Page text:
4 Ways To Keep Your Brand Reputation Intact Amid Increasingly Advanced Threats
It’s easier to destroy a brand reputation than build it in the context of today’s digital realm. While technology has eased the way people do business, it has also provided nefarious actors with the tools to commit cybercrime.
Cyber attacks result in financial and reputational damage that businesses may never recover from. Without a well-planned and documented reputation management program, businesses remain at risk. Below are our top 4 tips on keeping a close eye on your brand reputation.
Audit search results that pertain to your brand
What comes up in search engine results pages (SERPs) speak volumes about your brand. SERPs are like oracles; they reveal “hidden” information that customers search for based on changing algorithms. Unfortunately, the results can be manipulated using whitehat or blackhat search engine optimization (SEO) techniques.
The clickthrough rate for top links with high-positioned SERPs is drastically higher. But that is only good for those whose brands are painted in a positive light. Note, however, that spammy sites, unflattering news, and defamatory opinion pieces also figure in SERPs.
Auditing search results point organizations toward published materials that are detrimental to their brands. Through this method, they can devise a solution that’s aligned with their crisis management strategies.
Another way to ensure that you don’t commit SERP violations is by continually monitoring your domain reputation. Staying well within an acceptable range of domain reputation scores would lessen your organization’s chances of ending up in search engines’ blacklists.
Improve your products and services
Make brand evangelists out of your customers. Happy customers are the most engaged, which equates to more sales. Surveys or focus group discussions (FGDs) are traditional ways by which you can gauge consumer sentiment. Digital marketing tools, on the other hand, provide you with more precise and real-time insights about your demographics. IP geolocation tools can also be useful to identify where your most loyal customers come from.
Track copycat domains and websites
In marketing parlance, copycat brands include those that ride on your popularity and imitate your products and services. These brands steal away your customers and income even if some do it legally.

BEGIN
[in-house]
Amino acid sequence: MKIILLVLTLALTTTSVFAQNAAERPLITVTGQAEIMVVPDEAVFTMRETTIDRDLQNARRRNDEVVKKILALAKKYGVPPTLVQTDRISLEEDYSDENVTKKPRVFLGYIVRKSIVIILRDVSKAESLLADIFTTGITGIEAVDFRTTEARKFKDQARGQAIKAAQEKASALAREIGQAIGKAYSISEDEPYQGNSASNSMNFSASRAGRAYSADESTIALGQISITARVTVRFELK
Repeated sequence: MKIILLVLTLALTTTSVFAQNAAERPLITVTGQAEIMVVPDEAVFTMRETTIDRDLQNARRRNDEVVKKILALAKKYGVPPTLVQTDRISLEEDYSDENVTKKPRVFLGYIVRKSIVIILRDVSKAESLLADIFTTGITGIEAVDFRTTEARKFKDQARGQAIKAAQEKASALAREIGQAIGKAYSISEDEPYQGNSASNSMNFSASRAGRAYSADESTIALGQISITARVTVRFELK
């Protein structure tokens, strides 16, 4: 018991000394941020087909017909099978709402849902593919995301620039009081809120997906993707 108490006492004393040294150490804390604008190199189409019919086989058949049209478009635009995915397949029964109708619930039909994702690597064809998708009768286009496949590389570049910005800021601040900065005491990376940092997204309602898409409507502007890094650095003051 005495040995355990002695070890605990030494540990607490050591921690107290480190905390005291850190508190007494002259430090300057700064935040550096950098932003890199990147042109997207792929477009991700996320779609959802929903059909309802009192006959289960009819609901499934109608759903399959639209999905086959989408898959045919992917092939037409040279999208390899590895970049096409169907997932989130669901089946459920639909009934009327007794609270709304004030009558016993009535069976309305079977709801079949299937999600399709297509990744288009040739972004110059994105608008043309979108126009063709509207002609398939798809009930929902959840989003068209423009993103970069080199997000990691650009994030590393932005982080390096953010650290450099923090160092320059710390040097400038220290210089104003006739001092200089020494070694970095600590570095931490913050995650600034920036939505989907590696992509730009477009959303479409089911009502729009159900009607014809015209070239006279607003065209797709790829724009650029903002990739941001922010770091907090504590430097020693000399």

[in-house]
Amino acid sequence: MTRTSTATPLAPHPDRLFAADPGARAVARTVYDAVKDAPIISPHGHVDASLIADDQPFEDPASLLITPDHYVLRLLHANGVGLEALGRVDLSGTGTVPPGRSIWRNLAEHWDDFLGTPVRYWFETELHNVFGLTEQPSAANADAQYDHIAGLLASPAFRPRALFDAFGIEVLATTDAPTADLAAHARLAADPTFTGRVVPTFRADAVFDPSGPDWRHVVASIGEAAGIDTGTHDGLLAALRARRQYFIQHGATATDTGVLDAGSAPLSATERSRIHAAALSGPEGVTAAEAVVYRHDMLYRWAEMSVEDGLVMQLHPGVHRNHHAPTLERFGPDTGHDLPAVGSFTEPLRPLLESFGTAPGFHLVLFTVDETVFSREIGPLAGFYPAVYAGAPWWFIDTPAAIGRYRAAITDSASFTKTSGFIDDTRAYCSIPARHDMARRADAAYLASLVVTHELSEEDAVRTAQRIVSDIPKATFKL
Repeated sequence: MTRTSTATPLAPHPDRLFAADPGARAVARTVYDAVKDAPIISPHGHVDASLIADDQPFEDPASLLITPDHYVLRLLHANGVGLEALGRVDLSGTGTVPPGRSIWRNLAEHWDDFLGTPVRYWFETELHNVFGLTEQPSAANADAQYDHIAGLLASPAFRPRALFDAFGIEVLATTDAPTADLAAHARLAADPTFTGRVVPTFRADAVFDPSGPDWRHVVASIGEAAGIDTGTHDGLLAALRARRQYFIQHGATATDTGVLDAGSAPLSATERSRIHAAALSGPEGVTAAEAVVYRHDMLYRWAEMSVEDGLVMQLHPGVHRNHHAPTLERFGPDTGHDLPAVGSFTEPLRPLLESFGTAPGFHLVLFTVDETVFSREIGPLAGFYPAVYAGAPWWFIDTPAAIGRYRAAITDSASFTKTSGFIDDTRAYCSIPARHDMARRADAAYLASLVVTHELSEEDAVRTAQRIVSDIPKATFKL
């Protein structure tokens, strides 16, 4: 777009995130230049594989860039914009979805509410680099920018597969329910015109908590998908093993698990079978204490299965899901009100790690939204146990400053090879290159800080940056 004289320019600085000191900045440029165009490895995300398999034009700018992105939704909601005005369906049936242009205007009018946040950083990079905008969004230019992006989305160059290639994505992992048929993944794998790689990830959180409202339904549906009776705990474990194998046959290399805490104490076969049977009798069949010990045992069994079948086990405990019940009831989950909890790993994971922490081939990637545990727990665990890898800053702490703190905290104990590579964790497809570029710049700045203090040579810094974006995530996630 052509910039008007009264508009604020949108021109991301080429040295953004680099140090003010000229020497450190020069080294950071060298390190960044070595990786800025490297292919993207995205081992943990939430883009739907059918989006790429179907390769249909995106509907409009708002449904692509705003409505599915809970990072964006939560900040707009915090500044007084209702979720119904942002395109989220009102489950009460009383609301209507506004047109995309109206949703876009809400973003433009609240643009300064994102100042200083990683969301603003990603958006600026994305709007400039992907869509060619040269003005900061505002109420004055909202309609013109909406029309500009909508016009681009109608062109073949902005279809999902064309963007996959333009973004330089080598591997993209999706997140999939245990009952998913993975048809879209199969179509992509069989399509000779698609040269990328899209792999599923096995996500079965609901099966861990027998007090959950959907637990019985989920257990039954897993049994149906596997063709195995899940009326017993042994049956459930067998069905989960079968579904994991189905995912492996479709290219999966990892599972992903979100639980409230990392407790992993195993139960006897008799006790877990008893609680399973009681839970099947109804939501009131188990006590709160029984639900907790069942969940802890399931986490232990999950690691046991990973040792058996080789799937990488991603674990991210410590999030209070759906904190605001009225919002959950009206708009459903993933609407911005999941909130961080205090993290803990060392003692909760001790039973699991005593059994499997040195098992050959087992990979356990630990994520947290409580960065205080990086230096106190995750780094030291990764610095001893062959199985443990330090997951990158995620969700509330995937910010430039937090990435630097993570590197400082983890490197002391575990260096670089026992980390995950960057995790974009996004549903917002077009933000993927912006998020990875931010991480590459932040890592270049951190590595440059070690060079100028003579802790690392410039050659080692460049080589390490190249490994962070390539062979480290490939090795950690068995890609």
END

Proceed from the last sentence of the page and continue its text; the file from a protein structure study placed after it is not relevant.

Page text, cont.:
Cybercriminals share the same qualities as copycat brands, except for their illegal objectives. They use lookalike email addresses, domains, and websites to trick your customers into buying counterfeit products or sharing sensitive information with them.
Using a brand monitoring tool that automatically generates a list of misspelled versions of your brand can be a useful tool in spotting trademark violators, phishers, and cybersquatters. By warning your customers about potentially harmful sites that could be taking advantage of your brand, you are ensuring their safety and, therefore, loyalty.
Keep an eye out for spam and phishing emails
Threat actors use email as a primary attack vector. Fraudsters impersonate brands through phishing emails to dupe unknowing victims to share passwords and financial information with them.
Install security software on endpoints such as laptops and mobile phones as an added countermeasure against cyber attacks. Email verification solutions, for instance, can help prevent employees from accidentally replying to or clicking links embedded in unsafe emails. They also prevent email misdirection—a major culprit for data loss.
Companies should employ a multipronged approach when protecting their brand reputation. Reinforcing the security of your network and brand assets through a combination of advanced cybersecurity and digital marketing tools can help you uncover brand abuse as it happens.
About the Author
Jonathan Zhang is the founder and CEO of Threat Intelligence Platform (TIP)—a data, tool, and API provider that specializes in automated threat detection, security analysis, and threat intelligence solutions for Fortune 1000 and cybersecurity companies. TIP is part of the Whois XML API family, a trusted intelligence vendor by over 50,000 clients.